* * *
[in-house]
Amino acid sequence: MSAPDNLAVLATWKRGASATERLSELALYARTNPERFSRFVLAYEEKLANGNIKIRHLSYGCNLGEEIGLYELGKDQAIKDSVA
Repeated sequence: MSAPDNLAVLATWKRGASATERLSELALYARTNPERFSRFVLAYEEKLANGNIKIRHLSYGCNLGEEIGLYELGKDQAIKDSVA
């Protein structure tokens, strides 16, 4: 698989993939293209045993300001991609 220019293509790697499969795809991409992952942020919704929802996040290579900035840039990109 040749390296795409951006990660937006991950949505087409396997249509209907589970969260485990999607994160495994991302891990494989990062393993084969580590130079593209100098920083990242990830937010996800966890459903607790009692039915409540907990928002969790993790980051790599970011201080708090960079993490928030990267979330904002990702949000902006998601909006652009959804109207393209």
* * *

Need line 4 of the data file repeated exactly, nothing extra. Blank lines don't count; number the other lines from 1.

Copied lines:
């Protein structure tokens, strides 16, 4: 698989993939293209045993300001991609 220019293509790697499969795809991409992952942020919704929802996040290579900035840039990109 040749390296795409951006990660937006991950949505087409396997249509209907589970969260485990999607994160495994991302891990494989990062393993084969580590130079593209100098920083990242990830937010996800966890459903607790009692039915409540907990928002969790993790980051790599970011201080708090960079993490928030990267979330904002990702949000902006998601909006652009959804109207393209």